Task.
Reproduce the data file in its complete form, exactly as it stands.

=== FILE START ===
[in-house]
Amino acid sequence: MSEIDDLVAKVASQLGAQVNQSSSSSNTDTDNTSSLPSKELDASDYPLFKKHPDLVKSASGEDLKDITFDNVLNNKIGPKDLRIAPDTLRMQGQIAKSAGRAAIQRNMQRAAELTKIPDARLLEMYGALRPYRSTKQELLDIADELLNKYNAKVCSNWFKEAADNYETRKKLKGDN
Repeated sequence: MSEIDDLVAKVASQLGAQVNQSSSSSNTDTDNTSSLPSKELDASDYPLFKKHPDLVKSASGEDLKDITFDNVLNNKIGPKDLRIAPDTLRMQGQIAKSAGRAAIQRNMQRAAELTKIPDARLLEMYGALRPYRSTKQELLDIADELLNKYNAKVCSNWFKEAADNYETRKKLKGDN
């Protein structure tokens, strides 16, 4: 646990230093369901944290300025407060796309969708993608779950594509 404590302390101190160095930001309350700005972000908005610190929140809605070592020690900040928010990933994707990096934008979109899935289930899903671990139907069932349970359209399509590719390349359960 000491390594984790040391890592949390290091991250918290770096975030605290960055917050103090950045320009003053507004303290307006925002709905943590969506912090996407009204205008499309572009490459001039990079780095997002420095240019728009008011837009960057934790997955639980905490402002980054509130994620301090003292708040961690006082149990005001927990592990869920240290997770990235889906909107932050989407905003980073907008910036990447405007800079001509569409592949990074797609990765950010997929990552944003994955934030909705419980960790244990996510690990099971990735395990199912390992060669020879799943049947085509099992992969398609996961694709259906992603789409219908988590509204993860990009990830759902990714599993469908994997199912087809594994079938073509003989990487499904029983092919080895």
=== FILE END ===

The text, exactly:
[in-house]
Amino acid sequence: MSEIDDLVAKVASQLGAQVNQSSSSSNTDTDNTSSLPSKELDASDYPLFKKHPDLVKSASGEDLKDITFDNVLNNKIGPKDLRIAPDTLRMQGQIAKSAGRAAIQRNMQRAAELTKIPDARLLEMYGALRPYRSTKQELLDIADELLNKYNAKVCSNWFKEAADNYETRKKLKGDN
Repeated sequence: MSEIDDLVAKVASQLGAQVNQSSSSSNTDTDNTSSLPSKELDASDYPLFKKHPDLVKSASGEDLKDITFDNVLNNKIGPKDLRIAPDTLRMQGQIAKSAGRAAIQRNMQRAAELTKIPDARLLEMYGALRPYRSTKQELLDIADELLNKYNAKVCSNWFKEAADNYETRKKLKGDN
């Protein structure tokens, strides 16, 4: 646990230093369901944290300025407060796309969708993608779950594509 404590302390101190160095930001309350700005972000908005610190929140809605070592020690900040928010990933994707990096934008979109899935289930899903671990139907069932349970359209399509590719390349359960 000491390594984790040391890592949390290091991250918290770096975030605290960055917050103090950045320009003053507004303290307006925002709905943590969506912090996407009204205008499309572009490459001039990079780095997002420095240019728009008011837009960057934790997955639980905490402002980054509130994620301090003292708040961690006082149990005001927990592990869920240290997770990235889906909107932050989407905003980073907008910036990447405007800079001509569409592949990074797609990765950010997929990552944003994955934030909705419980960790244990996510690990099971990735395990199912390992060669020879799943049947085509099992992969398609996961694709259906992603789409219908988590509204993860990009990830759902990714599993469908994997199912087809594994079938073509003989990487499904029983092919080895």